- Drain your chickpeas (if you have time I would recommend softening the chickpeas by boiling them in water with 1/2 a teaspoon of baking soda until the chickpeas look bloated, their skins are falling off, and they’re quite soft (this usually takes about 20 minutes) then rinse under cold water – doing this tends to produce a smoother, creamier hummus).
- Add the chickpeas (cooked or uncooked), lemon and garlic mixture, tahini and olive oil to a food processor.
- Blend until the mixture is thick and creamy, stopping to scrape down any tahini stuck to the sides and bottom of the processor as necessary – if you think your hummus is looking a bit thick then you can add some ice cold water 1/2 a teaspoon at a time to create the consistency you want.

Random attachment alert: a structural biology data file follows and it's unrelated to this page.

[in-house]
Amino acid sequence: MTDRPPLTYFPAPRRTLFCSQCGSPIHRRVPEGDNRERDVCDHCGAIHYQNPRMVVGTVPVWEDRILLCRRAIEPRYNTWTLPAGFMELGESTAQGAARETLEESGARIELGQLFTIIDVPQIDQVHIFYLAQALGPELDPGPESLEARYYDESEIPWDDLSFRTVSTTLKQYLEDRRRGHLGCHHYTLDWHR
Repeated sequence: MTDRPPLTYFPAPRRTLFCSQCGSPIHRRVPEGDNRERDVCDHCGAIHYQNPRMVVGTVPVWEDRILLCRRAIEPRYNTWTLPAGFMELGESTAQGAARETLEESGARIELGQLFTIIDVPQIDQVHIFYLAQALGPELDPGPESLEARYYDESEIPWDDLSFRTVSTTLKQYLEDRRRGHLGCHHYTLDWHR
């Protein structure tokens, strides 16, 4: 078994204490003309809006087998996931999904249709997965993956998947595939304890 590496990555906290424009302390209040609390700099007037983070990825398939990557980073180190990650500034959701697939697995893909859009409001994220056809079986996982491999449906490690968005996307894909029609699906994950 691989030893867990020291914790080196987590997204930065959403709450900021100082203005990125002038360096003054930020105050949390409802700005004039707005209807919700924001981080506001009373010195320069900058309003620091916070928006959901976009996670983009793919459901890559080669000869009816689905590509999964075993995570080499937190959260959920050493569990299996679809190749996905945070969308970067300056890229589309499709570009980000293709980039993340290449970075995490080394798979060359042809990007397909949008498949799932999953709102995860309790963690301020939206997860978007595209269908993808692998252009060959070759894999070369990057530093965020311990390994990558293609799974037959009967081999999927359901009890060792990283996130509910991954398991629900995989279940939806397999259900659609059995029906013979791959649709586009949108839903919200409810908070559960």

- Add any seasoning you may want some salt and/or pepper, more lemon juice or cumin are all options that work well.
- Then enjoy your hummus! If you don’t eat it all at once any leftovers should last in a container in the fridge for 3 days.
If you want to get a bit creative with your Hummus you can use the basic recipe and ingredients above then think about adding the following:
- Sun-dried tomatoes
- Pitted olives
- Some toasted sesame seeds